Rather than allowing the player to run roughshod through the entire game this way though, the developers have instead elected to split these battles up into separate skirmishes called encounters, with a set amount available on every level. Instead of just being a series of pugilist pit stops en route to the end of the story, each encounter awards a player rank and bestows the appropriate amount of in-game currency, called mana, which can then be spent on everything from upgraded abilities, health bars and so on through to a wide-range of retro memorabilia such as a fully emulated version of the 1989 original.
On a technical level, there is a real nuance and mastery that comes into play as developers Heavy Spectrum have implemented a system of timing and situational awareness that becomes extremely taxing in the Shadow of the Beast’s final few levels. Because combat is contested solely on a two-dimensional axis, Aarbron will only come under attack from the left and the right side of the screen, effectively turning him into the meat of a particularly vicious smackdown burrito if you’re not careful.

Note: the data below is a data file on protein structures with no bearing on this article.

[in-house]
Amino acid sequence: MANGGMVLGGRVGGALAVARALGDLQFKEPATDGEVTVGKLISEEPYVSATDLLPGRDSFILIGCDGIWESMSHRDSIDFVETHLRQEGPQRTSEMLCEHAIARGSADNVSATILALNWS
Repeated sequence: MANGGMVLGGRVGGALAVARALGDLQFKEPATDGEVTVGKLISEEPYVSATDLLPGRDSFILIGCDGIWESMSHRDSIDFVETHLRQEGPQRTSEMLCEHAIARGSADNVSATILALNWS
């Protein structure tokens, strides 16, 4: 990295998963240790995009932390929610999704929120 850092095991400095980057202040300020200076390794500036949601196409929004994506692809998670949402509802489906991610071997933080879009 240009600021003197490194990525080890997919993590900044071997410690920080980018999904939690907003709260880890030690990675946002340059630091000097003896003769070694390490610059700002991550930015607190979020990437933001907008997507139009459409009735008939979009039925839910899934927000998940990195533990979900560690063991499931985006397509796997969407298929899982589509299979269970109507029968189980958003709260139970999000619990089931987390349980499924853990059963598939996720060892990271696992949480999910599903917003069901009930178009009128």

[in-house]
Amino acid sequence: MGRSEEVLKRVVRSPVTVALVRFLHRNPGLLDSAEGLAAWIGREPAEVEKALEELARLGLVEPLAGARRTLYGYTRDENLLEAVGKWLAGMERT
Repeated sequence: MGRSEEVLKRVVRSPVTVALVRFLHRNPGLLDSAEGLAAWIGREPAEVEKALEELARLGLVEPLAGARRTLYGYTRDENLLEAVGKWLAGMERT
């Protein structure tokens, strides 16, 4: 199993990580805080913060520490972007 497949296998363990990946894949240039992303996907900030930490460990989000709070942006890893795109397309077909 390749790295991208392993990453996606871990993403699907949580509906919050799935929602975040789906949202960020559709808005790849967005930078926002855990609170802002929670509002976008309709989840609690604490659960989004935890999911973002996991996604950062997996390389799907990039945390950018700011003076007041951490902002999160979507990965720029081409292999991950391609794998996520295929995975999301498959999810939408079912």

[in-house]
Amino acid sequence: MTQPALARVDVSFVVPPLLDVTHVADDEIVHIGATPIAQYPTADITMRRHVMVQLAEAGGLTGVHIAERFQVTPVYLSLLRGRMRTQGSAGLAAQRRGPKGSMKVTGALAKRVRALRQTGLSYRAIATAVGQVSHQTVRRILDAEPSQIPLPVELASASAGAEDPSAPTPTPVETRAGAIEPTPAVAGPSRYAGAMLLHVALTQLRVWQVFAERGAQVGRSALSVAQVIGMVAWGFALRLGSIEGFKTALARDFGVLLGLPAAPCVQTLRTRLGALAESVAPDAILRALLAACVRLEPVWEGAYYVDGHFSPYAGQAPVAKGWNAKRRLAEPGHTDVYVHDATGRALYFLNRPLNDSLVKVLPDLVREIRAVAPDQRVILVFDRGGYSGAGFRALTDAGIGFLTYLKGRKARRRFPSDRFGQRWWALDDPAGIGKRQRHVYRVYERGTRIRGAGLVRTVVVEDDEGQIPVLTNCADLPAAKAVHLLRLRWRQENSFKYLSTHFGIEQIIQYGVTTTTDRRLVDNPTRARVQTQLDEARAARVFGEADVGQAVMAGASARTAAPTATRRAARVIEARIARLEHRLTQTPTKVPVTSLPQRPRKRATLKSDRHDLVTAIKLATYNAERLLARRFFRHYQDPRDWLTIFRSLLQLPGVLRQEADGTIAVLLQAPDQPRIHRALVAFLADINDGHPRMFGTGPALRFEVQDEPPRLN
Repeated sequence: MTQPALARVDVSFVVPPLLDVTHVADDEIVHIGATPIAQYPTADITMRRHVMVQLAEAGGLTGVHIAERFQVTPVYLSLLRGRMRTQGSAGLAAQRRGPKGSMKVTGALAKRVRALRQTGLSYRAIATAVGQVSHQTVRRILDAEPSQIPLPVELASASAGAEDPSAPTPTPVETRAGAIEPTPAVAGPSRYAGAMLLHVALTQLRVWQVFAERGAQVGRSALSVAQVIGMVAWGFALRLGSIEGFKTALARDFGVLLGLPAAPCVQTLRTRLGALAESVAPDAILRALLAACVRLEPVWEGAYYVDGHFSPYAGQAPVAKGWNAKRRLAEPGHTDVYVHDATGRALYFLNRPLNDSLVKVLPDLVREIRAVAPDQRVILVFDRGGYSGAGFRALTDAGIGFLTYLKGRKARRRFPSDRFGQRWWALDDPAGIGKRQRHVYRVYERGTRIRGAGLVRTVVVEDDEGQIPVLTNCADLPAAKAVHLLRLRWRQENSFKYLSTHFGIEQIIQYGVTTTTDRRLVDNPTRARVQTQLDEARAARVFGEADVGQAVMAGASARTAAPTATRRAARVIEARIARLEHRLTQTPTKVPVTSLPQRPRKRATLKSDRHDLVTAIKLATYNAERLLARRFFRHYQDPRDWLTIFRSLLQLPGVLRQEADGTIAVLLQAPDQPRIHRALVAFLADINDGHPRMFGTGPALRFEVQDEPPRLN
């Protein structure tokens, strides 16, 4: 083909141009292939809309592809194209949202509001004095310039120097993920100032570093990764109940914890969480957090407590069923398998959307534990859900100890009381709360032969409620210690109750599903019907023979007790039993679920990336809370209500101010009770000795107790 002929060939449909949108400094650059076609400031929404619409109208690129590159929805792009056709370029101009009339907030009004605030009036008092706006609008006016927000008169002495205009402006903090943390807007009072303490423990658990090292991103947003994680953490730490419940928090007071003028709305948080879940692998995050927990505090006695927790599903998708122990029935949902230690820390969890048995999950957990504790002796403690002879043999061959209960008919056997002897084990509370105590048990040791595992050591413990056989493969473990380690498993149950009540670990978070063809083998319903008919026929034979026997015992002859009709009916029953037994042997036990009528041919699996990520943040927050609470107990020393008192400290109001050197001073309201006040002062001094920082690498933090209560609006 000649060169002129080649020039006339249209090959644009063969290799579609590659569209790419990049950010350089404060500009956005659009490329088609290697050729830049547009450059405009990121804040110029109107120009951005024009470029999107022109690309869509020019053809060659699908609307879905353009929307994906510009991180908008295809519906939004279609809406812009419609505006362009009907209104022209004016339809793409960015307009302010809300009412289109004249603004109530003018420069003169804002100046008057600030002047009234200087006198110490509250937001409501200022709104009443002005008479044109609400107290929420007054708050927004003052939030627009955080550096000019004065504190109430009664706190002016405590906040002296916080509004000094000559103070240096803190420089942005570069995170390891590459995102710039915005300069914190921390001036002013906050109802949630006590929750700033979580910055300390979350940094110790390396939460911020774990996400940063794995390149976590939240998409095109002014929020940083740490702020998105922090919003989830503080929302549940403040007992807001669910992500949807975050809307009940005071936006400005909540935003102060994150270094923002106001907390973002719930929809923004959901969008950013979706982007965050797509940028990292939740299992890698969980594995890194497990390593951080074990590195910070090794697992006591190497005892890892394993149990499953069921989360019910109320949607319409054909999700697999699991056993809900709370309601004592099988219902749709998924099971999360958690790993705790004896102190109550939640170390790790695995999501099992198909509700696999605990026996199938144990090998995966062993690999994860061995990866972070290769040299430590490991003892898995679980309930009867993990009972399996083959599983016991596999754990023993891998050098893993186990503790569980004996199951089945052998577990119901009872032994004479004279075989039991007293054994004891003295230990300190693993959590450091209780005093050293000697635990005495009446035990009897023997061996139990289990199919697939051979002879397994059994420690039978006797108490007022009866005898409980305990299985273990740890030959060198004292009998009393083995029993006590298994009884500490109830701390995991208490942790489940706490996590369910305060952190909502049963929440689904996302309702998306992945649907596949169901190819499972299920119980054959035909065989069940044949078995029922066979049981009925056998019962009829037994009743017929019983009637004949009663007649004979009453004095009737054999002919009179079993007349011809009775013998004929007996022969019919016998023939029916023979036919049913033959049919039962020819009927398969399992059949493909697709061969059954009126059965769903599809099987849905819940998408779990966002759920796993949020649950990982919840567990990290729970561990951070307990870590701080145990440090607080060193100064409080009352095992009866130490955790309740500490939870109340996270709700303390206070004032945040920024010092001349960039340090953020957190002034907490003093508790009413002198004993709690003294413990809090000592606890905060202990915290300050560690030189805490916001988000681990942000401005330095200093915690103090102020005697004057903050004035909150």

Of course to make sure that this doesn’t happen you need to run from left to right, whittling down the attackers on each side like some sort of perverse version of the bleep test sponsored by Conan the Barbarian. Layering this yet further are the different types and strengths of your enemy which must be prioritised, while various blocks, evasions, rage attacks and counterattacks can also be employed, making Shadow of the Beast’s outwardly brutish combat feel a great deal more tactical and refined than it does on first inspection.